Politics & Government
Proposal would set max interest rate on payday loans
By Jonathan Shorman
October 11, 2018 01:55 PM
If you take out payday or other short-term loans, a proposal before Kansas lawmakers would cap the annual interest rate at 36 percent.
The limit would help borrowers caught in a cycle of debt and incapable to get out, proponents say.
Opponents contend the bill would effectively kill the payday loan industry and curtail a source of credit used by numerous Kansans.
Most significantly, the bill would set a 36 percent annual interest rate.
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But it would also limit payday lenders to one outstanding loan to a borrower of less than $500. Lenders could charge a maximum monthly fee of Five percent of the original loan principal or $20, whichever is less.
The bill potentially holds consequences for thousands of Kansas borrowers and hundreds of lenders. Payday and title loans are provided at more than 300 locations by 66 companies in the state, according to the Kansas Office of the State Bank Commissioner.
Kansas had a combined payday and title loan volume of almost $350 million in 2016.
A special legislative committee met Wednesday to consider House Bill 2267 but made no recommendation. Instead, lawmakers suggested the Kansas Office of the State Bank Commissioner should report to the Legislature early next year on possible federal regulations.
The Legislature can still take activity, however. The bill remains in the House Federal and State Affairs Committee, which could take it up in the coming session that starts in January.
Right now, payday loans in Kansas carry excessive fees, said Alex Horowitz a researcher at the Pew Charitable Trusts. The typical annual percentage rate, or APR, for a payday loan in Kansas is 391 percent, he said.
In other words, someone who borrows $300 and is in debt for five months – the average amount of time a payday borrower is in debt during the year, according to Pew – would repay $750.
“Pew’s research shows that puny amounts of credit can help people who are fighting to make completes meet, but only if structured appropriately to be affordable at lower prices,” Horowitz said.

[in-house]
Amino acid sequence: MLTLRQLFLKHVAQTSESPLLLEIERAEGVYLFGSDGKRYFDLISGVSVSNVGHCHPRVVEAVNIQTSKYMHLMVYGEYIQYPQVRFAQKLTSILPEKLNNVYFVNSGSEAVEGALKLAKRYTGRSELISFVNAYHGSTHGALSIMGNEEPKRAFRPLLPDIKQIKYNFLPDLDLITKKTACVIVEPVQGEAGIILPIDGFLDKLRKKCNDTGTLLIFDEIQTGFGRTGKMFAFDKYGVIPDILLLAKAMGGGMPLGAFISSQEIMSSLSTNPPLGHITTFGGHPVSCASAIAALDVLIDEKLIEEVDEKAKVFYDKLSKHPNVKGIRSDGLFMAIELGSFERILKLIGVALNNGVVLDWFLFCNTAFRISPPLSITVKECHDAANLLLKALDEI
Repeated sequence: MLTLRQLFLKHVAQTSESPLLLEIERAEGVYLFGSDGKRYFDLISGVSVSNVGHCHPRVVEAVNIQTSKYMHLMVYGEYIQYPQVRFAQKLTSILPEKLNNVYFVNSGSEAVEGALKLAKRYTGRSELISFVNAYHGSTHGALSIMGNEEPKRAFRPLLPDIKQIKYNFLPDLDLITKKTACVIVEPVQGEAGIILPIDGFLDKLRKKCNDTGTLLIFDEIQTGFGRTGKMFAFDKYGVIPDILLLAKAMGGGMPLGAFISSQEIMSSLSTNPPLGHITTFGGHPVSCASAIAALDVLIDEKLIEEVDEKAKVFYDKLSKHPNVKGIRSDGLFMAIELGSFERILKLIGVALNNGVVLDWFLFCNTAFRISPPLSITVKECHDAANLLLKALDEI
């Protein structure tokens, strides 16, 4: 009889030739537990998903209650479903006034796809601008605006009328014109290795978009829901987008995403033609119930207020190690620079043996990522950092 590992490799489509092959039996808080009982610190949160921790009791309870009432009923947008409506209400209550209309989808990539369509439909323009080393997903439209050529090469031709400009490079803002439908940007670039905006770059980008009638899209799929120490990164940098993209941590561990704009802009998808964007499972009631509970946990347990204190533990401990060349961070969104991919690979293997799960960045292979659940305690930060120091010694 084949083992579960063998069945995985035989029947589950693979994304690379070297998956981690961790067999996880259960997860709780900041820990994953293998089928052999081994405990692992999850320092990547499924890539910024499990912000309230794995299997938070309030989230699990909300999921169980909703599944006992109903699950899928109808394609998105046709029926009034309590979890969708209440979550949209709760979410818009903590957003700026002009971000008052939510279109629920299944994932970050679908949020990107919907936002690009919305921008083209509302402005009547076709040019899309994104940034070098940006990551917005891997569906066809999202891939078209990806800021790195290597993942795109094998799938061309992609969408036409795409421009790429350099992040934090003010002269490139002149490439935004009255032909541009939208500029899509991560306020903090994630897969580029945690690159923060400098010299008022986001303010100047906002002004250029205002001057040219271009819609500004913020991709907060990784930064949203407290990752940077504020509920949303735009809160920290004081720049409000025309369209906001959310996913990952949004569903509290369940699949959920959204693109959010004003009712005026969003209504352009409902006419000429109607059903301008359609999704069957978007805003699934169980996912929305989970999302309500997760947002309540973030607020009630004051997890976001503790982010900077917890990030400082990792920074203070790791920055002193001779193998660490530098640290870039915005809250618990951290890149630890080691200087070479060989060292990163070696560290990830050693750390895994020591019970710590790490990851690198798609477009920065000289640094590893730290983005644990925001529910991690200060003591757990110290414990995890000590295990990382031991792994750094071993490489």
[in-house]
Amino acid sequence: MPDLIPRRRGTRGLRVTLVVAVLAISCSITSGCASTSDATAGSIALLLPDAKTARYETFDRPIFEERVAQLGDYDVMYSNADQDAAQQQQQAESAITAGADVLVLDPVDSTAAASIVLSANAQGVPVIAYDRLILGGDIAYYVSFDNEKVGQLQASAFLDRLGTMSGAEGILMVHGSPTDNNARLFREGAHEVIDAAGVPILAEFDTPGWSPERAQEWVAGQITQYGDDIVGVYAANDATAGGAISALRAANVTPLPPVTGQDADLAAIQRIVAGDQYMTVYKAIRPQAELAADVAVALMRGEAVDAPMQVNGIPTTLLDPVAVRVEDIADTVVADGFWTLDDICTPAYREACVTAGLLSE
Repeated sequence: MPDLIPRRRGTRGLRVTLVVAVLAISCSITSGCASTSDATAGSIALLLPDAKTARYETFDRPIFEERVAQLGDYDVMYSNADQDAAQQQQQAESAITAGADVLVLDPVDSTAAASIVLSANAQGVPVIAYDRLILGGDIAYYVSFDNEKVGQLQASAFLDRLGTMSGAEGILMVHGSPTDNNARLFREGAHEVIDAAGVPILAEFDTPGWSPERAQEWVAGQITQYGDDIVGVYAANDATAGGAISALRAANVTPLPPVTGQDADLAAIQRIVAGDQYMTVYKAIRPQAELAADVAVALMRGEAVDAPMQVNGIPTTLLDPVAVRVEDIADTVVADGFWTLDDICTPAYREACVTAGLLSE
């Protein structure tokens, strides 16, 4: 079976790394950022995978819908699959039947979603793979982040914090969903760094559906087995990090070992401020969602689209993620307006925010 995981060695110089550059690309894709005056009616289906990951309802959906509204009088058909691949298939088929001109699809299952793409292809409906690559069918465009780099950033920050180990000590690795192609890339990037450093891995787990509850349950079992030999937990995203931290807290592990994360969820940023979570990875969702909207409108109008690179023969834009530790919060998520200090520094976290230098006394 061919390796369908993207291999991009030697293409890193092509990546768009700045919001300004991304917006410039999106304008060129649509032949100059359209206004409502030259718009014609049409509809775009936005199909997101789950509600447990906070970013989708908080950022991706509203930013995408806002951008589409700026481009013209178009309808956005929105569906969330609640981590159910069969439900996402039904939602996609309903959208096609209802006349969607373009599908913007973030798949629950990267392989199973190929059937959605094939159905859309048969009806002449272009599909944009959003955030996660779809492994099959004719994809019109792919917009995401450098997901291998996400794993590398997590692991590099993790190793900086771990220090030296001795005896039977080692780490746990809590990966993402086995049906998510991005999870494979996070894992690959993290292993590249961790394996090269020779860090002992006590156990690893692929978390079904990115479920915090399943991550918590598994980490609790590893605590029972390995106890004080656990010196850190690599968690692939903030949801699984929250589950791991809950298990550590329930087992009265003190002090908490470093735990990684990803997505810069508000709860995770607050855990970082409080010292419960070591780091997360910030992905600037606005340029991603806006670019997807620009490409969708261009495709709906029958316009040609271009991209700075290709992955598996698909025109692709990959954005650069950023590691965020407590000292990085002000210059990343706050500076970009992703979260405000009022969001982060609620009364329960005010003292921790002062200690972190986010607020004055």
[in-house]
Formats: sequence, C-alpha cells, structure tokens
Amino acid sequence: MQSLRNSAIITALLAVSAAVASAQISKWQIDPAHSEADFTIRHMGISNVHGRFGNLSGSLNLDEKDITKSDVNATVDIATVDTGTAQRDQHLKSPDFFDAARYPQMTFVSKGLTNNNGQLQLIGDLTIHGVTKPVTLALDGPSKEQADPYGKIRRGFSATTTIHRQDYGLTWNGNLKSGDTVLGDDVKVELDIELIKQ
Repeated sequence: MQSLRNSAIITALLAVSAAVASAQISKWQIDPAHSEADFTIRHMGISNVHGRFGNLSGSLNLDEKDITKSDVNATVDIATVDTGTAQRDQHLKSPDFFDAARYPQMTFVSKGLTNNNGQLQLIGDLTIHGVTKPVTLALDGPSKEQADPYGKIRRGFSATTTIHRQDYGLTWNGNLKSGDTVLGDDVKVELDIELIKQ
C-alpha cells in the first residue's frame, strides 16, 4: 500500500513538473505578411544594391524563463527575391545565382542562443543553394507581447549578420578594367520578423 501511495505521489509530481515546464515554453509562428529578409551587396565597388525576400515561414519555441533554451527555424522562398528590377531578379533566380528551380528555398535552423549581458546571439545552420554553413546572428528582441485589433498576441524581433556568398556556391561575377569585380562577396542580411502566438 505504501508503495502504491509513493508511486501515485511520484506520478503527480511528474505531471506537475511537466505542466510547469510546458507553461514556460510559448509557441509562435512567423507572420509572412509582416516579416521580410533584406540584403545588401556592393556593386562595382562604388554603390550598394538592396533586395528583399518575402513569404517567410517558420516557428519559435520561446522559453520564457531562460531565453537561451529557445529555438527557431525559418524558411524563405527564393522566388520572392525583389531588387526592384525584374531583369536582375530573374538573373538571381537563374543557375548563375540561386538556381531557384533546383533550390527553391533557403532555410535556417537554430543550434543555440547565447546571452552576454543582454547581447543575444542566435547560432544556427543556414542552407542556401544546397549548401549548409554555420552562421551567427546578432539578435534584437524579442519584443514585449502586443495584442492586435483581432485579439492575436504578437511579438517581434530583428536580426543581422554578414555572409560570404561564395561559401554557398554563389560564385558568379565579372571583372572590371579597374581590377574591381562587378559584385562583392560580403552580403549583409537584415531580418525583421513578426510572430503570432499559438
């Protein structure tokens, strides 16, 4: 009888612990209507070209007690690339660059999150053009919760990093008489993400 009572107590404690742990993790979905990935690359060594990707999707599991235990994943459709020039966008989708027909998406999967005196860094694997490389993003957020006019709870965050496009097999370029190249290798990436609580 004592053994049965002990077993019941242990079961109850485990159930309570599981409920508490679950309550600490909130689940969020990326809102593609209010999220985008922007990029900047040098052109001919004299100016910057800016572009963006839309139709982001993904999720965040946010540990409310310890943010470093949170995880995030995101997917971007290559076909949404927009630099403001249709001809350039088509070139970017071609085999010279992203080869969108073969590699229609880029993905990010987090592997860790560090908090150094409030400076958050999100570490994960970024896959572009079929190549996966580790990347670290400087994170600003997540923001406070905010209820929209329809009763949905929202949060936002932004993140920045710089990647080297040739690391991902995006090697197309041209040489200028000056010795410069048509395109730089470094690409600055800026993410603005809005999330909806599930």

The current law is already plain, said Whitney Damron, a lobbyist indicating the Kansas Consumer Financial Services Association. The association is composed of payday lenders.
The consumer can lightly determine how much they want to borrow, when repayment is required and what the loan will cost, he said, contending House Bill 2267 would actually make borrowing more complicated.
“Consumers of payday loan lenders are qualified to make financial decisions for themselves without government interference,” Damron said. “Who is to say whether it is better for a borrower to take out a payday loan to meet a short-term need vs. the consequences of not taking out a loan?”
Kansas already has some of the strongest pro-consumer protections, Damron said. Those include making forms available in Spanish, no criminal prosecutions for bad checks, and limiting customers to two outstanding loans.
The real purpose of House Bill 2267 is to eliminate short-term lending, said Julie Townsend, with payday lender Advance America.
“Advance America – and all regulated short-term lenders – could not suggest our service under the proposed rate and term structure while still covering our basic operating expenses like wages, rent, utilities, security and supplies,” Townsend said.
Claudette Humphrey, director of stabilization services for Catholic Charities of Northern Kansas, oversees the Kansas Loan Pool Project. The program helps clients substitute high-interest payday and title loans with traditional loans at lower interest rates.
Her clients often report high interest debt as harming their capability to keep up with rent, utilities and other expenses, she said. Half of the program’s 30 current clients live on stationary incomes.
Humphrey has also lived the life of a payday borrower.
“What I believed would be a short-term loan of $500 for a necessary vehicle repair resulted in my eventually having to get a 2nd payday loan to attempt to stay above water,” Humphrey said.
Those most adversely affected by payday loans are the working poor and those on stationary incomes, she said, adding, “It is time to do what is necessary to stop the continued predatory practices” of these lenders.